Posted in celebrations, Culture, Food, Peace Corps

La Mulți Ani (Happy Birthday!)

This is what the table looked like before we sat down to eat. Believe it or not, this is only PART of the meal.

How do you celebrate your birthday?  With a cake?  Maybe some presents?  If you are in Moldova, chances are you invite folks to visit you, and probably a lot of food is involved.  If you are Anastasia, my host mom’s beloved granddaughter, and you are visiting your grandmother who loves to cook, everyone is in for a treat!  On Sunday, February 4th, about 15 people gathered and spent at least 4 hours enjoying massive amounts of delicious food at a traditional Moldovan masa. Preparations for this wondrous repast began on Friday night, when a friend came to help Sasha prepare kurnice (kind of like chicken pies) and sarmale (little cabbage rolls), and continued all day Saturday when Sasha’s daughter joined the work force.  Here are a few events I managed to photograph: (Click for larger pictures or mouse-over for captions. Post continues below)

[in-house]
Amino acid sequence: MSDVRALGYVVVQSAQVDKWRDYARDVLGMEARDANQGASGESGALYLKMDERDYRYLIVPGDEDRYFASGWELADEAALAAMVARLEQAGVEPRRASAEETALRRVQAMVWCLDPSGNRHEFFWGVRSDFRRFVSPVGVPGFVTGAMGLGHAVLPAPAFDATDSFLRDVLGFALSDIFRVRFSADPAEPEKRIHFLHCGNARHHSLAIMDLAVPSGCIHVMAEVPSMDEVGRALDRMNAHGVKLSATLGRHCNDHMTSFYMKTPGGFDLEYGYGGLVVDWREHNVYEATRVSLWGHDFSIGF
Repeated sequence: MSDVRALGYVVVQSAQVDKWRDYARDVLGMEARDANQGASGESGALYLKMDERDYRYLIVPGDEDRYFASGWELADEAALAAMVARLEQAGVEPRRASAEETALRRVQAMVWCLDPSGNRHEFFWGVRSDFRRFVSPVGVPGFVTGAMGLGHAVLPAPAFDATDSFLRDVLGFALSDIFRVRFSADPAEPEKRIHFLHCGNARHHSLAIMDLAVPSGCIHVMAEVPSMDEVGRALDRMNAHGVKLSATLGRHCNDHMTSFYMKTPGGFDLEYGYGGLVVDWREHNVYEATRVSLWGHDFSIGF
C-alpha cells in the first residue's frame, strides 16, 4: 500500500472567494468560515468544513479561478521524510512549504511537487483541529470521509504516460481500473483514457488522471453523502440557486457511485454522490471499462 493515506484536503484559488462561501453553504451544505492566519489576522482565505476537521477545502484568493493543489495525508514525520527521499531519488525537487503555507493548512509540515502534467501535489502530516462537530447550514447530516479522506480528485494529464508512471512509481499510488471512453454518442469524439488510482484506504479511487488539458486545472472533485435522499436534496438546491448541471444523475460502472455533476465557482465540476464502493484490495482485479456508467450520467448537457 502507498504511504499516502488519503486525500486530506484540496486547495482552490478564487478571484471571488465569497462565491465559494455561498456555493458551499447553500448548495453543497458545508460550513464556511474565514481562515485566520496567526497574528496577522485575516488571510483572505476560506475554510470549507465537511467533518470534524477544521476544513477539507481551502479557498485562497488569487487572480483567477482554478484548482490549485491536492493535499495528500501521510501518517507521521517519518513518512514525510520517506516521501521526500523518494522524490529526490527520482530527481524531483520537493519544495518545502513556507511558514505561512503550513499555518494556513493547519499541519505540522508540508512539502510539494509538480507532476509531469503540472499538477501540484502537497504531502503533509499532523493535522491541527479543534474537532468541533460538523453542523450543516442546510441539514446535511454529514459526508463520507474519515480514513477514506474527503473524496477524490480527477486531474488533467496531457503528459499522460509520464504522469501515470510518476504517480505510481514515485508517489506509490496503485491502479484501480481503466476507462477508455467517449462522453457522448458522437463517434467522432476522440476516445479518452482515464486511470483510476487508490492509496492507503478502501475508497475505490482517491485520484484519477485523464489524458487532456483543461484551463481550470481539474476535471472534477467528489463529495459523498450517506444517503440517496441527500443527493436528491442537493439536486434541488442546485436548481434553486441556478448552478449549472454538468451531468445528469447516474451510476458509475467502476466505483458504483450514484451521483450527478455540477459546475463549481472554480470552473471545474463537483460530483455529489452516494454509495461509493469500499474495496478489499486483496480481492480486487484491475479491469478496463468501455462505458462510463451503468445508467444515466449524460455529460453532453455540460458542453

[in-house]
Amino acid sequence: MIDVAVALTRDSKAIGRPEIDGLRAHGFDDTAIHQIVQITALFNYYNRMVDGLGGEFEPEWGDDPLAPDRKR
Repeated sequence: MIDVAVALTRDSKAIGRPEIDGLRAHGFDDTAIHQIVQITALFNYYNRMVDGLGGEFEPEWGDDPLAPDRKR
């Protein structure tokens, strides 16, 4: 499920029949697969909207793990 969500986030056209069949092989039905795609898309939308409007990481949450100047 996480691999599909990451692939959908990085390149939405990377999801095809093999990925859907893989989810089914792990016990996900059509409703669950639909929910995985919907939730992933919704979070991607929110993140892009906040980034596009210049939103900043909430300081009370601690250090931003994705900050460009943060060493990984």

There are many other things I wish I could have captured:

  • The first several people to arrive were more comfortable conversing amongst themselves in  Russian, but made room for me in their circle, and kindly attempted to include me in the small-talk.  Sasha made a point of asking everyone to please speak Romanian so that Valerie can understand.
  • Jokes.  They must have been jokes, although they were in Russian, and I couldn’t understand a bit, because everyone laughed so hard!  Three jovial men were the main protagonists, and I wish I had a photo of their mischievous, gray-haired faces suffused with mirth as they  rocked with laughter!
  • A young man, also named Sasha* was in charge of pouring wine at our end of the table.  I wish I had a picture of his face when I asked him to add a little champagne to a glass already mostly full of peach juice.  Evidently combining these elements just isn’t done.
  • Maria, my host mom’s oldest sister, who is a retired English teacher and who repeatedly translated her husband’s (Russia) anecdotes into Romanian for me.  I also noticed her translating in the other direction occasionally.
  • The REST of the food!  After we grazed on the great variety of food set out on the table (see picture above), we were served quail and potatoes with pickled watermelon and tomatoes, then sarmale, then layered jello with fruit, then chocolate cake with coffee.
  • The cat, who couldn’t decide whether to play with people’s toes, beg for food, or run and hide from all the commotion!

*Note for fellow language nerds: “Sasha” can be a nickname for “Alexandra” or for “Alexander,” which is why I was sharing a meal with both a feminine and a masculine Sasha.

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